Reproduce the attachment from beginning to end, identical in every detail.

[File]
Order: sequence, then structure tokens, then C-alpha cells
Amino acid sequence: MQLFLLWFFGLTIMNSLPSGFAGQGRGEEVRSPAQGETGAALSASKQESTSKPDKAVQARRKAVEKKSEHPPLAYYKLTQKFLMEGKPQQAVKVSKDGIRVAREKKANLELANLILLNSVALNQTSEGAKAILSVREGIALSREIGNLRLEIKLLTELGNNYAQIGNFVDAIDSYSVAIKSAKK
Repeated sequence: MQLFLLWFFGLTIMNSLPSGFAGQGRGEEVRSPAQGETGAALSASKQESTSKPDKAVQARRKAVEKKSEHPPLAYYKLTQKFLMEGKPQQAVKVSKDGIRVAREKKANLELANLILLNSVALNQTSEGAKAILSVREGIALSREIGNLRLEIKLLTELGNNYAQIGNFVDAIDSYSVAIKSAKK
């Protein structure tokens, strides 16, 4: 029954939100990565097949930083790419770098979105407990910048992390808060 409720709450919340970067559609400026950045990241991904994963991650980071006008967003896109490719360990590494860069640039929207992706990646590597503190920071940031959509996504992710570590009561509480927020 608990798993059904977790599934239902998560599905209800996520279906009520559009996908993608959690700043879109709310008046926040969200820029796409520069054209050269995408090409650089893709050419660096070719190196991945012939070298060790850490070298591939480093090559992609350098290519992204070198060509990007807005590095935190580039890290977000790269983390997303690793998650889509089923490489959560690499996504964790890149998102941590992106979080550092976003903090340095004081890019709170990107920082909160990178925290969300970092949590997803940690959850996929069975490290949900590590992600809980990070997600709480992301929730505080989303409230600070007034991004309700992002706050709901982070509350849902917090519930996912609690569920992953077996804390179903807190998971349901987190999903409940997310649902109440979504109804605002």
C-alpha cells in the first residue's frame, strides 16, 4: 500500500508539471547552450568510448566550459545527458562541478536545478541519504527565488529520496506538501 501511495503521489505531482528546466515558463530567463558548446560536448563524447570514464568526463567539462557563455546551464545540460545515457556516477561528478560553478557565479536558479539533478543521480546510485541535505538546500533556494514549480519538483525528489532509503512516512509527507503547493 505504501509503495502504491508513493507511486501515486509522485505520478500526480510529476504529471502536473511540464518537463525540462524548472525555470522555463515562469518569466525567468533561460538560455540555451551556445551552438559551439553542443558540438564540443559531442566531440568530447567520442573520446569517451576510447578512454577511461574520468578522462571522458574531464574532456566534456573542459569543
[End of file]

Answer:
Order: sequence, then structure tokens, then C-alpha cells
Amino acid sequence: MQLFLLWFFGLTIMNSLPSGFAGQGRGEEVRSPAQGETGAALSASKQESTSKPDKAVQARRKAVEKKSEHPPLAYYKLTQKFLMEGKPQQAVKVSKDGIRVAREKKANLELANLILLNSVALNQTSEGAKAILSVREGIALSREIGNLRLEIKLLTELGNNYAQIGNFVDAIDSYSVAIKSAKK
Repeated sequence: MQLFLLWFFGLTIMNSLPSGFAGQGRGEEVRSPAQGETGAALSASKQESTSKPDKAVQARRKAVEKKSEHPPLAYYKLTQKFLMEGKPQQAVKVSKDGIRVAREKKANLELANLILLNSVALNQTSEGAKAILSVREGIALSREIGNLRLEIKLLTELGNNYAQIGNFVDAIDSYSVAIKSAKK
């Protein structure tokens, strides 16, 4: 029954939100990565097949930083790419770098979105407990910048992390808060 409720709450919340970067559609400026950045990241991904994963991650980071006008967003896109490719360990590494860069640039929207992706990646590597503190920071940031959509996504992710570590009561509480927020 608990798993059904977790599934239902998560599905209800996520279906009520559009996908993608959690700043879109709310008046926040969200820029796409520069054209050269995408090409650089893709050419660096070719190196991945012939070298060790850490070298591939480093090559992609350098290519992204070198060509990007807005590095935190580039890290977000790269983390997303690793998650889509089923490489959560690499996504964790890149998102941590992106979080550092976003903090340095004081890019709170990107920082909160990178925290969300970092949590997803940690959850996929069975490290949900590590992600809980990070997600709480992301929730505080989303409230600070007034991004309700992002706050709901982070509350849902917090519930996912609690569920992953077996804390179903807190998971349901987190999903409940997310649902109440979504109804605002």
C-alpha cells in the first residue's frame, strides 16, 4: 500500500508539471547552450568510448566550459545527458562541478536545478541519504527565488529520496506538501 501511495503521489505531482528546466515558463530567463558548446560536448563524447570514464568526463567539462557563455546551464545540460545515457556516477561528478560553478557565479536558479539533478543521480546510485541535505538546500533556494514549480519538483525528489532509503512516512509527507503547493 505504501509503495502504491508513493507511486501515486509522485505520478500526480510529476504529471502536473511540464518537463525540462524548472525555470522555463515562469518569466525567468533561460538560455540555451551556445551552438559551439553542443558540438564540443559531442566531440568530447567520442573520446569517451576510447578512454577511461574520468578522462571522458574531464574532456566534456573542459569543